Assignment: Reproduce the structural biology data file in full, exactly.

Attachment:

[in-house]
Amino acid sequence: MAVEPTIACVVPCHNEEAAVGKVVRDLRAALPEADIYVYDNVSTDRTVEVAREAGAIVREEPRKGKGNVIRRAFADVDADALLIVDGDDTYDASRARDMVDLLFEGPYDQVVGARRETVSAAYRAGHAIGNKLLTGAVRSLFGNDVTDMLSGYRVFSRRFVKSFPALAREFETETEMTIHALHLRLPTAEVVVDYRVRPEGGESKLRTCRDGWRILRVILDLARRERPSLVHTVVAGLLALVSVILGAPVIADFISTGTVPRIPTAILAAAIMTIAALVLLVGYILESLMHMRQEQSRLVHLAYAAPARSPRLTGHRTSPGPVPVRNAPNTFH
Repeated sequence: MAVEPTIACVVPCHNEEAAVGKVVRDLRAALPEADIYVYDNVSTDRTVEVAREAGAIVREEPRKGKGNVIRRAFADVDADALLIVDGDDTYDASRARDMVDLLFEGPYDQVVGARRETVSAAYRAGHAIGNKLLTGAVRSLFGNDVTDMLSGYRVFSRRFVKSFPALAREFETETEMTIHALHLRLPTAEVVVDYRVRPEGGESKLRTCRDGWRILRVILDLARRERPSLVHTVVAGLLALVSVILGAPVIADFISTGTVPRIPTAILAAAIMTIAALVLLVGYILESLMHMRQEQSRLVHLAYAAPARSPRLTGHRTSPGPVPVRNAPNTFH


[in-house]
Amino acid sequence: MAVEPTIACVVPCHNEEAAVGKVVRDLRAALPEADIYVYDNVSTDRTVEVAREAGAIVREEPRKGKGNVIRRAFADVDADALLIVDGDDTYDASRARDMVDLLFEGPYDQVVGARRETVSAAYRAGHAIGNKLLTGAVRSLFGNDVTDMLSGYRVFSRRFVKSFPALAREFETETEMTIHALHLRLPTAEVVVDYRVRPEGGESKLRTCRDGWRILRVILDLARRERPSLVHTVVAGLLALVSVILGAPVIADFISTGTVPRIPTAILAAAIMTIAALVLLVGYILESLMHMRQEQSRLVHLAYAAPARSPRLTGHRTSPGPVPVRNAPNTFH
Repeated sequence: MAVEPTIACVVPCHNEEAAVGKVVRDLRAALPEADIYVYDNVSTDRTVEVAREAGAIVREEPRKGKGNVIRRAFADVDADALLIVDGDDTYDASRARDMVDLLFEGPYDQVVGARRETVSAAYRAGHAIGNKLLTGAVRSLFGNDVTDMLSGYRVFSRRFVKSFPALAREFETETEMTIHALHLRLPTAEVVVDYRVRPEGGESKLRTCRDGWRILRVILDLARRERPSLVHTVVAGLLALVSVILGAPVIADFISTGTVPRIPTAILAAAIMTIAALVLLVGYILESLMHMRQEQSRLVHLAYAAPARSPRLTGHRTSPGPVPVRNAPNTFH